BBC's study of Whitehall open source use yields little

By their own admission, it doesn’t unveil any shocking secrets: but I suppose it’s worth noting the BBC’s attempt to investigate Whitehall’s use of open source software, or lack thereof. In truth, it really only highlights that the picture is rather chaotic, with little centralised control. I can also guarantee it’s less than comprehensive. But would you expect anything else?
The answers are rather vague; but then again, so was the question. What exactly does it mean, to ‘acquire’ an open source product?
By way of illustration: the Beeb’s list – (initially) published, without a hint of irony, as an Excel file – tells me that there is precisely one copy of Firefox inside DCMS, plus an unspecified number in DH, MOD and DFID… but none, apparently, in DfT. Clearly that’s ridiculous. But even if Firefox appeared on everyone’s list, what exactly would that tell us? That there’s a copy which the web team use for occasional testing? That it’s available as an option on every desktop? Or that it’s the department’s default, or even its exclusive browser?
And anyway, where does open source start and finish? What about the open source code in your website? your network hardware? mobile phones? satnavs? Macs? inside Windows, even (albeit accidental)?
Puffbox, if you hadn’t already spotted it, is very big on open source as a principle. But I’ve taken a very specific approach to the subject: concentrating on one specific product, for one specific purpose. Why? Because it’s much easier to frame the question that way. And because that particular product is a pretty good case study for open source done right.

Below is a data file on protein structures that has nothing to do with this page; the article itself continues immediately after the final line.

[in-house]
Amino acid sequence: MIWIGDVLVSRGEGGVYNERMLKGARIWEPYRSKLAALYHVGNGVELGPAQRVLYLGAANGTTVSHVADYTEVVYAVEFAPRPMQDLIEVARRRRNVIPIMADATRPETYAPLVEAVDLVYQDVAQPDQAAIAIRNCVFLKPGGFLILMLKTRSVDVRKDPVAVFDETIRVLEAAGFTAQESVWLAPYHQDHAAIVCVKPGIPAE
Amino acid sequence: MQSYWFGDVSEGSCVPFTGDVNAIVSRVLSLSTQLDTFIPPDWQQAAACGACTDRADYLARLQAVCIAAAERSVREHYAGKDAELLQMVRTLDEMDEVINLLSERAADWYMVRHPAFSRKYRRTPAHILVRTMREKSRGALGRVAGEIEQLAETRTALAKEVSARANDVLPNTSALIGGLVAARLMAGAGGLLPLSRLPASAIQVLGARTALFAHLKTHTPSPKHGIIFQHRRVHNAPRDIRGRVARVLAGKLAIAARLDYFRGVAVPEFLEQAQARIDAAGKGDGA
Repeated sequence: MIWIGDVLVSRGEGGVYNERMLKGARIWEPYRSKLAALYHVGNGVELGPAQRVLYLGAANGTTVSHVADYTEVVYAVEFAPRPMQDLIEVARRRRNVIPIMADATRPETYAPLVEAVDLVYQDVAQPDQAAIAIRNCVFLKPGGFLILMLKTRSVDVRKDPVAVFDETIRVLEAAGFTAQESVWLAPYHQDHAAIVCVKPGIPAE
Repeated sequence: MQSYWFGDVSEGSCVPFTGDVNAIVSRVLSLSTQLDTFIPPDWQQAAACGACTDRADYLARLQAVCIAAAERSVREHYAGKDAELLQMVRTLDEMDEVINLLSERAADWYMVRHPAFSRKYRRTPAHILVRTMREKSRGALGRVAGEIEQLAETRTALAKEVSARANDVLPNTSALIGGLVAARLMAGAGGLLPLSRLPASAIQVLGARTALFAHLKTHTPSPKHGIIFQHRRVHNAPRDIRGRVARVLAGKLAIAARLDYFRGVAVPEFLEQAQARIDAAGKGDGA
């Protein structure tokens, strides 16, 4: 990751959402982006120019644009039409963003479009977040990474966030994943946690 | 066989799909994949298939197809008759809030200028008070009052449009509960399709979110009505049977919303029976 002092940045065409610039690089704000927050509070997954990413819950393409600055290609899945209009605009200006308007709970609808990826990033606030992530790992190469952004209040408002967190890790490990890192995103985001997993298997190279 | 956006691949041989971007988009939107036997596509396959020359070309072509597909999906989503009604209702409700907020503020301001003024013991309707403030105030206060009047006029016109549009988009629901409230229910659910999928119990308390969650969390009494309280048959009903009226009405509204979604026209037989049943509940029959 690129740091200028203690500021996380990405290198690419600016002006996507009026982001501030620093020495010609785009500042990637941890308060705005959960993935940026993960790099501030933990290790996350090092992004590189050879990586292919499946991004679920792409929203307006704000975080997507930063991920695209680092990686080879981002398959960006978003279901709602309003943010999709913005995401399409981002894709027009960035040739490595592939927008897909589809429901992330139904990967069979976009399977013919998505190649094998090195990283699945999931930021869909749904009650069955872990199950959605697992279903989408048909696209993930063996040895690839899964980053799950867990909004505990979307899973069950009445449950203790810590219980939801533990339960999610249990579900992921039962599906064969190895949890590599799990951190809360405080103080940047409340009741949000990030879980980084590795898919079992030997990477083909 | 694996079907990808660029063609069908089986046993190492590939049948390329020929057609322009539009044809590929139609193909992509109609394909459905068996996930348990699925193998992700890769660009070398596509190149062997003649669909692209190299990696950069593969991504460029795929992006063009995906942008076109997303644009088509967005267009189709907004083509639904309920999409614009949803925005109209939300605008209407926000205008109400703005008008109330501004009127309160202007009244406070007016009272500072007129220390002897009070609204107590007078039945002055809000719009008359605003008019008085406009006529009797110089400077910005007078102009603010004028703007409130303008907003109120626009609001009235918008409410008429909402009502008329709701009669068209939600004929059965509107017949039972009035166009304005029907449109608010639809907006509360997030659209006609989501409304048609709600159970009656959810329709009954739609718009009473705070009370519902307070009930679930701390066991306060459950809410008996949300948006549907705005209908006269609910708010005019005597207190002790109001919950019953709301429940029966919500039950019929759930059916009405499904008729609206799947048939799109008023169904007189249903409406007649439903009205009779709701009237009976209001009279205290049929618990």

The plan is, we set a precedent. Prove to people that the open source model can produce first-class results. Show how an open source basis can stimulate smarter and faster innovation. Then it becomes easier to take the next step, and the next, and the next…

2 thoughts on “BBC's study of Whitehall open source use yields little”

  1. “We asked government departments for details of how much they had spent on proprietary software over the past year, and how much open source software they had acquired.” The Procurement team in any department could answer the first part, but who could coordinate a reponse to the second? Someone who, for example, knows whether their website sits on Apache. Then again, if you’ve had Apache chugging quietly away for more than a year, it would be outside the scope of the question. So, nice headline, but somewhat shallow investigation. What we really need to know is the trend in takeup of Open Source vs proprietary.

  2. Of course, updates only complicate the picture further. If you’ve patched or upgraded said Apache install, would that count as an ‘acquisition’ within the specified timeframe?
    But you’re right Chris: it’s the ‘versus’ element in particular, that’s of interest. When faced with a head-to-head decision between proprietary product X and open source equivalent Y, which did they choose?
    Although even then, that rather neuters the magic of open source, in terms of instant access for testing, unlimited reuse and modification, etc etc etc.

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